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Birdy Nose Song, John Updike!

5 August, 2007

The 10 July 07 entry in Dwight Garner’s blog, Paper Cuts, http://papercuts.blogs.nytimes.com/ discusses finding imaginary names for bands, based on statistically improbable phrases, or SIPs. At Amazon.com, SIPs are defined as the most distinctive phrases that its text-search program finds. For example, a phrase occurring many times in a particular book–relative to all the books in the search program–is said to be a SIP in that book.

You can find what SIPS appear in an author’s books. According to Garner, ‘These individualized lists are fascinating and instructive – they say a lot about a writer’s prose on a molecular level.’

And because a SIP seems to be the author’s preferred choice of words, it can also suggest what an author’s might name a band, if they had one. Or perhaps a title for their next story or novel?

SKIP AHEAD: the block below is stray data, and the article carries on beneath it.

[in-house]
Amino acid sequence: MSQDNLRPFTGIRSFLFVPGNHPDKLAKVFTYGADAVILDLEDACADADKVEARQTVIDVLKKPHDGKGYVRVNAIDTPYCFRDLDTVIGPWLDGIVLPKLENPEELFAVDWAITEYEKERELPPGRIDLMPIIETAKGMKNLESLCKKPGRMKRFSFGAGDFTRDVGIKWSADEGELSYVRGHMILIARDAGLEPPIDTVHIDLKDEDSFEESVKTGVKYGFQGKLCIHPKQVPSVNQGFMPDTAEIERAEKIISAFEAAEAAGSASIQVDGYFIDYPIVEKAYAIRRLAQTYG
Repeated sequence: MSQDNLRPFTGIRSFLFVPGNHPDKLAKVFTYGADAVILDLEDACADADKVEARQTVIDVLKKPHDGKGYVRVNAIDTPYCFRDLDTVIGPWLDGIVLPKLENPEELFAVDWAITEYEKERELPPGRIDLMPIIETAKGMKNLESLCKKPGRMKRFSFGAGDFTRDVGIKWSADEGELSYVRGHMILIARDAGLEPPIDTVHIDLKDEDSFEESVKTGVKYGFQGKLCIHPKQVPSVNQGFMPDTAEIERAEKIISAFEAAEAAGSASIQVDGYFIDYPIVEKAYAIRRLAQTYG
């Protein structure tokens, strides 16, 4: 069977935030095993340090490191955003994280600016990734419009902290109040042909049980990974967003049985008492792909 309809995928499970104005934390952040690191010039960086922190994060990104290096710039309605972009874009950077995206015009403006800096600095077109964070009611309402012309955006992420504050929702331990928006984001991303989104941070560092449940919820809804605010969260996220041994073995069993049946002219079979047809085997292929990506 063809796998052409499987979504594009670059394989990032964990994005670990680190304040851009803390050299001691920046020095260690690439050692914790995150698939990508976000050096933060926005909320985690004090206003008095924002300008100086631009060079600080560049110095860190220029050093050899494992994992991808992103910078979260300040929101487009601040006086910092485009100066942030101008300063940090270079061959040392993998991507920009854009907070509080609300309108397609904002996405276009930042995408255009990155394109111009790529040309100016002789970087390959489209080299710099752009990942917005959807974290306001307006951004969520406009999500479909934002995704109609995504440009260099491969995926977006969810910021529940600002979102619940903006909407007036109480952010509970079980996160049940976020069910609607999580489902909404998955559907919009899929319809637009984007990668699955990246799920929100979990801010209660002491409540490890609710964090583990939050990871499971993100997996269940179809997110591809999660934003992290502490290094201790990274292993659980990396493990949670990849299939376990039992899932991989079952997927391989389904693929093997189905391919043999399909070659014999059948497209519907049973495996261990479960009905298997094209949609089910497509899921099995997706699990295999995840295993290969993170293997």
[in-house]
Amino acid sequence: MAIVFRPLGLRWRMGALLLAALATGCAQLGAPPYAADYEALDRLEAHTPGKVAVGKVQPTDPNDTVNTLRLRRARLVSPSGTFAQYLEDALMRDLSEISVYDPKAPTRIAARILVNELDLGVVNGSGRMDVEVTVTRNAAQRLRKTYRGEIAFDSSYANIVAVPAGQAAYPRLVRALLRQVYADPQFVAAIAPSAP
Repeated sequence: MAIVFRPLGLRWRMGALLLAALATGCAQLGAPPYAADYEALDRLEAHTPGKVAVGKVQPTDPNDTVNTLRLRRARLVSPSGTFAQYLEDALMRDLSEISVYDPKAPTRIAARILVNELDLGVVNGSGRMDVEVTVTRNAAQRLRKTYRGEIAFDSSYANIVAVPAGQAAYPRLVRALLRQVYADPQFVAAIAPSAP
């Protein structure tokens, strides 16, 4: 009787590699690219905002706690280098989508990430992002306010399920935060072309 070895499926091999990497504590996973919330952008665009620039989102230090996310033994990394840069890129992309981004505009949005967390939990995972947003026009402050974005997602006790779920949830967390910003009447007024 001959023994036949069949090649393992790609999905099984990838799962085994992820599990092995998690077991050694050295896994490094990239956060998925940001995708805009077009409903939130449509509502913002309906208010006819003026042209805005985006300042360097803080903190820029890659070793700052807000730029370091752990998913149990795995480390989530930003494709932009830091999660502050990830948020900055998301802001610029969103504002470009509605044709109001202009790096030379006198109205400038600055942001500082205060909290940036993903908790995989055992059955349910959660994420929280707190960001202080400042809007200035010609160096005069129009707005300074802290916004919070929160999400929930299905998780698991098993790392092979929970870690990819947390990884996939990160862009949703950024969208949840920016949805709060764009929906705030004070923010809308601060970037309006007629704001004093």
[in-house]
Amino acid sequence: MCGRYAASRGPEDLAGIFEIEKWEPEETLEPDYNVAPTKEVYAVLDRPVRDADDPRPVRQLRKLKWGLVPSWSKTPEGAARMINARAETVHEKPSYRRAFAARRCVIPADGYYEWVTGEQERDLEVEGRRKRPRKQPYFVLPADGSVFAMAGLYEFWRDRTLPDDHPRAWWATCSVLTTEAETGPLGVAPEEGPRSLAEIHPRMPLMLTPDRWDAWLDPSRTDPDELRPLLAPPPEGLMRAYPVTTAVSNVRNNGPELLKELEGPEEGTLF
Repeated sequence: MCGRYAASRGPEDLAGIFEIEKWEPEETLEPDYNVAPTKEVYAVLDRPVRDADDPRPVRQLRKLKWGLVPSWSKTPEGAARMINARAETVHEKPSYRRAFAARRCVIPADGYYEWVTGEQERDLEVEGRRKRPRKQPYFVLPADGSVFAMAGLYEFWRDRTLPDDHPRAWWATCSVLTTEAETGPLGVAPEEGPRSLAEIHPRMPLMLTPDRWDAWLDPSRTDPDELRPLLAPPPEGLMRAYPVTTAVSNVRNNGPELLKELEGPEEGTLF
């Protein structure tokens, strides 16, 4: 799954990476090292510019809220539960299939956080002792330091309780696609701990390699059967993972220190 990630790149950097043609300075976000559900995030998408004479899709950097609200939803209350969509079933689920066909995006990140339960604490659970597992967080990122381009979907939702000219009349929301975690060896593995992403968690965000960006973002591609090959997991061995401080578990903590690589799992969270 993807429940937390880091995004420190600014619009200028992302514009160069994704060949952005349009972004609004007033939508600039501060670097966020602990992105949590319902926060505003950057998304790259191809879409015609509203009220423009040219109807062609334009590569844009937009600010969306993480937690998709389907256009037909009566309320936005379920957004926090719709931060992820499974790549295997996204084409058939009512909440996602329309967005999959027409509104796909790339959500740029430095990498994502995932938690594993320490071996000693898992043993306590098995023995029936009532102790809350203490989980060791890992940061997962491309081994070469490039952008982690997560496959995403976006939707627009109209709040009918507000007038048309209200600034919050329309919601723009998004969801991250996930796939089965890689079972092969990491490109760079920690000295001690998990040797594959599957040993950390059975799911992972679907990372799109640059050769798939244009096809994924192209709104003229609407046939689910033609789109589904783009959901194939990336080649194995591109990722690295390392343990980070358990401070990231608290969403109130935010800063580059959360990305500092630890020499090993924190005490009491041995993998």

Here is Garner’s list of writers and their imaginary band name, based on their SIPs.
Birdy Nose Song: John Updike.

Ride Your Pony: T.C. Boyle

Jet Brooch: A.S. Byatt
Aint Nothin: Cormac McCarthy

Helmet Liner: Thomas Pynchon
Negative Perfection: Martin Amis

Whole Catastrophe: Salman Rushdie

Bearded Guy: Elmore Leonard
Good Girlie: Norman Mailer

Diving Header: Nick Hornby
Gnat Line: Tom Wolfe

Morphine Pack: John Grisham

Fudge Ripple: Anne Tyler

Photon Pistol: Stephen King

Janitor Pants: Gary Shteyngart
Baked Ziti: Philip Roth

Startled Grass: Barbara Kingsolver

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